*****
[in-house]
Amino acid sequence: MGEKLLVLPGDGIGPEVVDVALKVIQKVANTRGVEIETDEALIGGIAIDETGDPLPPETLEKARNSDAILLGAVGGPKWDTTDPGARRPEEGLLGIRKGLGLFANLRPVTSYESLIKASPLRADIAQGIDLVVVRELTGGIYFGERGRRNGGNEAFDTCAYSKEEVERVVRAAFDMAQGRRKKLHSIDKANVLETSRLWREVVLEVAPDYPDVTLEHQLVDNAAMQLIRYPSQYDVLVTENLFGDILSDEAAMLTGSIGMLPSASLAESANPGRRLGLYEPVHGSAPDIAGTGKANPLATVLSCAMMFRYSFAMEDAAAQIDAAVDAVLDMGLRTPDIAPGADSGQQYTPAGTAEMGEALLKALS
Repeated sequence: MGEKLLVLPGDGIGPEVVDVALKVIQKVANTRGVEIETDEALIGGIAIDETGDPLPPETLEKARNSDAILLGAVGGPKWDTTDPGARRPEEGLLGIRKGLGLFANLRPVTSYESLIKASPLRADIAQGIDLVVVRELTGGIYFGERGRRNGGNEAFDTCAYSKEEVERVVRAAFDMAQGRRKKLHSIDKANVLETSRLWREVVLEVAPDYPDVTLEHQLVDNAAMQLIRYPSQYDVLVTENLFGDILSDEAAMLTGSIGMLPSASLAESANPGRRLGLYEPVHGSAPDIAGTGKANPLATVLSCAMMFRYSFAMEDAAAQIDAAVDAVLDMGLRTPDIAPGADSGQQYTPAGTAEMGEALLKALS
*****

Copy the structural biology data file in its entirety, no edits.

[in-house]
Amino acid sequence: MGEKLLVLPGDGIGPEVVDVALKVIQKVANTRGVEIETDEALIGGIAIDETGDPLPPETLEKARNSDAILLGAVGGPKWDTTDPGARRPEEGLLGIRKGLGLFANLRPVTSYESLIKASPLRADIAQGIDLVVVRELTGGIYFGERGRRNGGNEAFDTCAYSKEEVERVVRAAFDMAQGRRKKLHSIDKANVLETSRLWREVVLEVAPDYPDVTLEHQLVDNAAMQLIRYPSQYDVLVTENLFGDILSDEAAMLTGSIGMLPSASLAESANPGRRLGLYEPVHGSAPDIAGTGKANPLATVLSCAMMFRYSFAMEDAAAQIDAAVDAVLDMGLRTPDIAPGADSGQQYTPAGTAEMGEALLKALS
Repeated sequence: MGEKLLVLPGDGIGPEVVDVALKVIQKVANTRGVEIETDEALIGGIAIDETGDPLPPETLEKARNSDAILLGAVGGPKWDTTDPGARRPEEGLLGIRKGLGLFANLRPVTSYESLIKASPLRADIAQGIDLVVVRELTGGIYFGERGRRNGGNEAFDTCAYSKEEVERVVRAAFDMAQGRRKKLHSIDKANVLETSRLWREVVLEVAPDYPDVTLEHQLVDNAAMQLIRYPSQYDVLVTENLFGDILSDEAAMLTGSIGMLPSASLAESANPGRRLGLYEPVHGSAPDIAGTGKANPLATVLSCAMMFRYSFAMEDAAAQIDAAVDAVLDMGLRTPDIAPGADSGQQYTPAGTAEMGEALLKALS